Ft. Jackson holds military job fair, some for employment in Iraq - wistv.com - Columbia, South Carolina |

Ft. Jackson holds military job fair, some for employment in Iraq

(Ft. Jackson) Oct. 28, 2004 - William Cedarstaff served five years as a Marine and 19 years in the Army, "I enjoyed all my tours overseas. I was in Korea, Germany, France, Africa."

The retired soldier now wants to do it all over again, but this time as a civilian and this time in Iraq, "Because I believe they want a better life and in some small itty-bitty way I can help out and make it happen. I need at least two weeks to give my boss. Other than that, I'm ready to rock and roll. I've got my passport and everything."

He admits part of it is salary, "The money is better," but another part is time, "I'm getting older. I want to go when I still enjoy it."

He calls reports of hostage-taking an issue he'll consider, but it won't be a deciding factor, "It concerns me, but not to the point where I'm afraid. I'm concerned, but I'm well-aware I'm not afraid to do this job."

It's a job he says his family has plenty of experience dealing with, "They're used to me being deployed all the time. It's just another deployment for dad."

Sandra McCrea worked in food service for the Air National Guard for 22 years. She retired last year after tours of duty in Desert Storm and most recently Oman, "I got to meet a lot of people different from us. So yes, it was very interesting."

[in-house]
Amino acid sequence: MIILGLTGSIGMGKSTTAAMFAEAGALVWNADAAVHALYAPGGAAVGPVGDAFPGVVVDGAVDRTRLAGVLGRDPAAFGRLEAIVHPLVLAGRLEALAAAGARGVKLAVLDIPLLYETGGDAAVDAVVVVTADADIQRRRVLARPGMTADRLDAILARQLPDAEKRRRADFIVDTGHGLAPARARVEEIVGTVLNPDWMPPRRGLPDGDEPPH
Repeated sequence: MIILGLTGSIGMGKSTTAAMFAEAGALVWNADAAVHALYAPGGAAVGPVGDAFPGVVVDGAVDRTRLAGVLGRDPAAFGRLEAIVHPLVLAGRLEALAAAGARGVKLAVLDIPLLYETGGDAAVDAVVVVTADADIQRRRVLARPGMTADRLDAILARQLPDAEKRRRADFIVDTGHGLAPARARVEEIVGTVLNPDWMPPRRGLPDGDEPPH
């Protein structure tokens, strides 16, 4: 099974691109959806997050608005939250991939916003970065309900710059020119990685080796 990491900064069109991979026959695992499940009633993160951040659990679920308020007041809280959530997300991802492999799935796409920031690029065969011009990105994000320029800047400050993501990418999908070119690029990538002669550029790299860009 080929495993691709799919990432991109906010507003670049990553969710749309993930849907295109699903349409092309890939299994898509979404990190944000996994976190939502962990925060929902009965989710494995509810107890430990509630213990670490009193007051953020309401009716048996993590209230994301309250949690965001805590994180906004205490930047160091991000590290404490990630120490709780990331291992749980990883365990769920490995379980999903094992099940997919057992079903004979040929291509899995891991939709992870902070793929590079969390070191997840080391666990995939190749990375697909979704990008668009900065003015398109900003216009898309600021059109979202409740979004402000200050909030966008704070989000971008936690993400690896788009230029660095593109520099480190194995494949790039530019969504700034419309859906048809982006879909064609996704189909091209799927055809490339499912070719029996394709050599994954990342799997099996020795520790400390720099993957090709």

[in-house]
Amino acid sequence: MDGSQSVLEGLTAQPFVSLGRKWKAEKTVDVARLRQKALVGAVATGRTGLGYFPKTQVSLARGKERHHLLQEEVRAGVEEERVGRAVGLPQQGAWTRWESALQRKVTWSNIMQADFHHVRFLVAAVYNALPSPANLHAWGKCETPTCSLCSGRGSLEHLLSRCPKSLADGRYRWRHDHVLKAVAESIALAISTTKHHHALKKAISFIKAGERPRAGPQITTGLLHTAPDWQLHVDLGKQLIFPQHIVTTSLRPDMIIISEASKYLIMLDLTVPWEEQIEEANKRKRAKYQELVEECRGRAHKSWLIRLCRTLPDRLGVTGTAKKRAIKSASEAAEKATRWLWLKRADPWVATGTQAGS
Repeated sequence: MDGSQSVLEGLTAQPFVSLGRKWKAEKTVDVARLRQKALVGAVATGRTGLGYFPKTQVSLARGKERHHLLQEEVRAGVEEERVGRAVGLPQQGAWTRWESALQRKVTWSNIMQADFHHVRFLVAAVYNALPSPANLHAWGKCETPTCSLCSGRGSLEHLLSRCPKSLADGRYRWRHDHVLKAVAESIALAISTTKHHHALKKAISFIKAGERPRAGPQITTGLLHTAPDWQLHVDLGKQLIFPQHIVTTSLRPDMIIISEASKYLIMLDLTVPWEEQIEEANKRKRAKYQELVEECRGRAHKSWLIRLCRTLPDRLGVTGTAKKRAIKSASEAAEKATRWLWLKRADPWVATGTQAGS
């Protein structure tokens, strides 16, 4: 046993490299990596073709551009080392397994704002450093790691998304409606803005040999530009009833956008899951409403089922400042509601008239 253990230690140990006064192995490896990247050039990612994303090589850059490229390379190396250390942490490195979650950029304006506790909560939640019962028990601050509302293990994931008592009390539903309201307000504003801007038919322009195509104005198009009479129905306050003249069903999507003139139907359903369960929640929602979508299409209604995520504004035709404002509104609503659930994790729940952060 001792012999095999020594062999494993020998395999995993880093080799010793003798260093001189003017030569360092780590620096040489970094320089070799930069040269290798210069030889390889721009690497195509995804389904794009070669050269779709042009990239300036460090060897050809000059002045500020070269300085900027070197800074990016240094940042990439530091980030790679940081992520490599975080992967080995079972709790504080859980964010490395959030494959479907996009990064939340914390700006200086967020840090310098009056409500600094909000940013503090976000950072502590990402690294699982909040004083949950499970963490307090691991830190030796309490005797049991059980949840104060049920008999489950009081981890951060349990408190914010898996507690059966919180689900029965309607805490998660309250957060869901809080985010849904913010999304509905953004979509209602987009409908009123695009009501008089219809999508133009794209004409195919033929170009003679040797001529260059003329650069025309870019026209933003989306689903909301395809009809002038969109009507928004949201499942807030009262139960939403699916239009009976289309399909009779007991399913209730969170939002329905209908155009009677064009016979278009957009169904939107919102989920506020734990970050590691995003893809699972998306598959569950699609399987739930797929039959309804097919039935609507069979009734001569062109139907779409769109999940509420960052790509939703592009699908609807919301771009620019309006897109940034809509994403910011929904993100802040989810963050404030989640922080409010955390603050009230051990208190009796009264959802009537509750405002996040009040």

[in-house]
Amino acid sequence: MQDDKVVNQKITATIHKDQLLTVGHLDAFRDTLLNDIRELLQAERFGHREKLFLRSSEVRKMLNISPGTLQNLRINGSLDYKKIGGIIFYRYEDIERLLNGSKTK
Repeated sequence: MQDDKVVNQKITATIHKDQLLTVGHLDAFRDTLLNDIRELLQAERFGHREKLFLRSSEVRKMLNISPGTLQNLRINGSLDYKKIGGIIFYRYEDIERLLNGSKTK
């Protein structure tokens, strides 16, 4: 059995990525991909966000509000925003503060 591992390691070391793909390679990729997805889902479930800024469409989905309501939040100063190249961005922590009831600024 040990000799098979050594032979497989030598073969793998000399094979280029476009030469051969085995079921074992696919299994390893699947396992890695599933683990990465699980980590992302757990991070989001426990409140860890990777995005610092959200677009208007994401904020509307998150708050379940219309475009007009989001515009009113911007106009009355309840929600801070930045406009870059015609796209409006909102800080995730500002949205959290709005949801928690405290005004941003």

She wasn't sure she's was ready to head back after she talked to a recruiter about job opportunities in Iraq, "He said, 'Well, you know it's not here in Columbia. it's overseas.' And I was like, 'Oh, really, I don't know if I want to do that.' He said, 'Well, you need to go home then.'" So she did.

Randy Schenewerk with Kellogg, Brown & Root, "We don't candy coat anything. It's what it is. It's a war zone."

Sandra came back after a few minutes, "I was actually at the door, something kept nagging at me. You never know, you may be able to change things over there. You never know."

Sandra also considers her safety, but she also says it won't be a deciding factor, "You can get hurt as much here as there. So it's really no difference to me."

The job would last a year.

By midday, recruiters at the booth of Kellogg Brown & Root, a subsidiary of Halliburton, said they'd talked to about 50 people about job opportunities in everything from cooking to welding to carpentry in the Middle East. One recruiter says some are simply looking for "decent employment."

It's the first job fair of its size at the fort in about a decade.

By Heather Brown
Updated 6:42pm by BrettWitt

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